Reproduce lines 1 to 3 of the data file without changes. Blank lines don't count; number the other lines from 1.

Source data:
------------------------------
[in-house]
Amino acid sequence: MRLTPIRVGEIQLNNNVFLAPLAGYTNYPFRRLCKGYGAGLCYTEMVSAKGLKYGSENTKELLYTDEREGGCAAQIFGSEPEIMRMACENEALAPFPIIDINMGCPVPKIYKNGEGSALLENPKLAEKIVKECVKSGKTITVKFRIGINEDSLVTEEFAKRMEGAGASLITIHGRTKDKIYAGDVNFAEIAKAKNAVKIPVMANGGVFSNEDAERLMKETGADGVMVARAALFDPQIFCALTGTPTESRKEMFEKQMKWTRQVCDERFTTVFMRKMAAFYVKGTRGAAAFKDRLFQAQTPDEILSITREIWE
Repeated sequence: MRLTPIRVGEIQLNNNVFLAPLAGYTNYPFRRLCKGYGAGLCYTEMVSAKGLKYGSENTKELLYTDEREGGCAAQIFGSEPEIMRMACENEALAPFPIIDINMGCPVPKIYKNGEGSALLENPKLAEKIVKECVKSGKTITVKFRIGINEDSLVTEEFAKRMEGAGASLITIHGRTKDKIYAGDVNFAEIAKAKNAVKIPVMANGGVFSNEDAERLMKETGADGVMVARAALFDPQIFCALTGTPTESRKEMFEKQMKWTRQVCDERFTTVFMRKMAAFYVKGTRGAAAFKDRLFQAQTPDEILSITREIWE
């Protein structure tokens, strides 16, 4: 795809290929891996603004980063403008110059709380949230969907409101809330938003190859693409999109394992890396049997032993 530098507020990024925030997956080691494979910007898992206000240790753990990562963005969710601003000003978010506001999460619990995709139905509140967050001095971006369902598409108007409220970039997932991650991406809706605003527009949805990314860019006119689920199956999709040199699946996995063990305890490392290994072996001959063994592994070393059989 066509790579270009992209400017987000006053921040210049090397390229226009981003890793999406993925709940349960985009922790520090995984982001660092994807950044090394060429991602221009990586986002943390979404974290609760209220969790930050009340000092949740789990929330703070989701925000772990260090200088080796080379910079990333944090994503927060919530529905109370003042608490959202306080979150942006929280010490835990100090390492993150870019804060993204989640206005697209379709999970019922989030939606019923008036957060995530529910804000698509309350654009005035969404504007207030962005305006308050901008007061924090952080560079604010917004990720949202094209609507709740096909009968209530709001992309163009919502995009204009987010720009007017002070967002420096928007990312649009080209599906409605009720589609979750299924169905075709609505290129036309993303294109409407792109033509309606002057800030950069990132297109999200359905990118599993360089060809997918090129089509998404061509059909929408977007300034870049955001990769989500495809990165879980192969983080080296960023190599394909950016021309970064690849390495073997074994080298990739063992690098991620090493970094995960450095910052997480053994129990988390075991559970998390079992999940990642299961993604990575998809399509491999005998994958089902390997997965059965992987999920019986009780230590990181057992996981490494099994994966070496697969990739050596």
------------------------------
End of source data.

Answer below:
[in-house]
Amino acid sequence: MRLTPIRVGEIQLNNNVFLAPLAGYTNYPFRRLCKGYGAGLCYTEMVSAKGLKYGSENTKELLYTDEREGGCAAQIFGSEPEIMRMACENEALAPFPIIDINMGCPVPKIYKNGEGSALLENPKLAEKIVKECVKSGKTITVKFRIGINEDSLVTEEFAKRMEGAGASLITIHGRTKDKIYAGDVNFAEIAKAKNAVKIPVMANGGVFSNEDAERLMKETGADGVMVARAALFDPQIFCALTGTPTESRKEMFEKQMKWTRQVCDERFTTVFMRKMAAFYVKGTRGAAAFKDRLFQAQTPDEILSITREIWE
Repeated sequence: MRLTPIRVGEIQLNNNVFLAPLAGYTNYPFRRLCKGYGAGLCYTEMVSAKGLKYGSENTKELLYTDEREGGCAAQIFGSEPEIMRMACENEALAPFPIIDINMGCPVPKIYKNGEGSALLENPKLAEKIVKECVKSGKTITVKFRIGINEDSLVTEEFAKRMEGAGASLITIHGRTKDKIYAGDVNFAEIAKAKNAVKIPVMANGGVFSNEDAERLMKETGADGVMVARAALFDPQIFCALTGTPTESRKEMFEKQMKWTRQVCDERFTTVFMRKMAAFYVKGTRGAAAFKDRLFQAQTPDEILSITREIWE